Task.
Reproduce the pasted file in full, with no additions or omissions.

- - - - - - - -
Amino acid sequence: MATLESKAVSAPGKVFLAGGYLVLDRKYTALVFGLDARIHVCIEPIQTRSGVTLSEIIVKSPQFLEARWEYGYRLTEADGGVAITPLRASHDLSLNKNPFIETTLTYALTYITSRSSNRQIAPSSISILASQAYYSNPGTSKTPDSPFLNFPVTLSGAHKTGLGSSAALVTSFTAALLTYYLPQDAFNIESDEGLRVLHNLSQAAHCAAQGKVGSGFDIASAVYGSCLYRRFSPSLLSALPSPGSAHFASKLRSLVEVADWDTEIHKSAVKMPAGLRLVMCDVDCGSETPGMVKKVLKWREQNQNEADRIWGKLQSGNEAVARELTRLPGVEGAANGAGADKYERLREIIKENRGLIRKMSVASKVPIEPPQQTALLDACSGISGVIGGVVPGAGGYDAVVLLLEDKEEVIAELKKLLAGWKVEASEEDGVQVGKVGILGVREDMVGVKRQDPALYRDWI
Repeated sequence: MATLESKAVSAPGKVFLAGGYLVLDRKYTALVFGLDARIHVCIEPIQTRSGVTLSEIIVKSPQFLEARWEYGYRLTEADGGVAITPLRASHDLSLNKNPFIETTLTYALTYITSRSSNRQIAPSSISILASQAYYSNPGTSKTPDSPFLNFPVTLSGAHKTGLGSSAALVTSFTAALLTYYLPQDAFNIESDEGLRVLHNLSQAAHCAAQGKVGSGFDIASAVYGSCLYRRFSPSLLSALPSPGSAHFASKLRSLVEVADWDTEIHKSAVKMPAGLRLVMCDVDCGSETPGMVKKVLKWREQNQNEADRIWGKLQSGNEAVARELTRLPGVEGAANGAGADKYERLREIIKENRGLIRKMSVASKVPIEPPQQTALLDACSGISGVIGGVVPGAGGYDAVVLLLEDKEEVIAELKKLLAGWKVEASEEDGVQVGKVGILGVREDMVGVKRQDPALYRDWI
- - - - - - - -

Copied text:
Amino acid sequence: MATLESKAVSAPGKVFLAGGYLVLDRKYTALVFGLDARIHVCIEPIQTRSGVTLSEIIVKSPQFLEARWEYGYRLTEADGGVAITPLRASHDLSLNKNPFIETTLTYALTYITSRSSNRQIAPSSISILASQAYYSNPGTSKTPDSPFLNFPVTLSGAHKTGLGSSAALVTSFTAALLTYYLPQDAFNIESDEGLRVLHNLSQAAHCAAQGKVGSGFDIASAVYGSCLYRRFSPSLLSALPSPGSAHFASKLRSLVEVADWDTEIHKSAVKMPAGLRLVMCDVDCGSETPGMVKKVLKWREQNQNEADRIWGKLQSGNEAVARELTRLPGVEGAANGAGADKYERLREIIKENRGLIRKMSVASKVPIEPPQQTALLDACSGISGVIGGVVPGAGGYDAVVLLLEDKEEVIAELKKLLAGWKVEASEEDGVQVGKVGILGVREDMVGVKRQDPALYRDWI
Repeated sequence: MATLESKAVSAPGKVFLAGGYLVLDRKYTALVFGLDARIHVCIEPIQTRSGVTLSEIIVKSPQFLEARWEYGYRLTEADGGVAITPLRASHDLSLNKNPFIETTLTYALTYITSRSSNRQIAPSSISILASQAYYSNPGTSKTPDSPFLNFPVTLSGAHKTGLGSSAALVTSFTAALLTYYLPQDAFNIESDEGLRVLHNLSQAAHCAAQGKVGSGFDIASAVYGSCLYRRFSPSLLSALPSPGSAHFASKLRSLVEVADWDTEIHKSAVKMPAGLRLVMCDVDCGSETPGMVKKVLKWREQNQNEADRIWGKLQSGNEAVARELTRLPGVEGAANGAGADKYERLREIIKENRGLIRKMSVASKVPIEPPQQTALLDACSGISGVIGGVVPGAGGYDAVVLLLEDKEEVIAELKKLLAGWKVEASEEDGVQVGKVGILGVREDMVGVKRQDPALYRDWI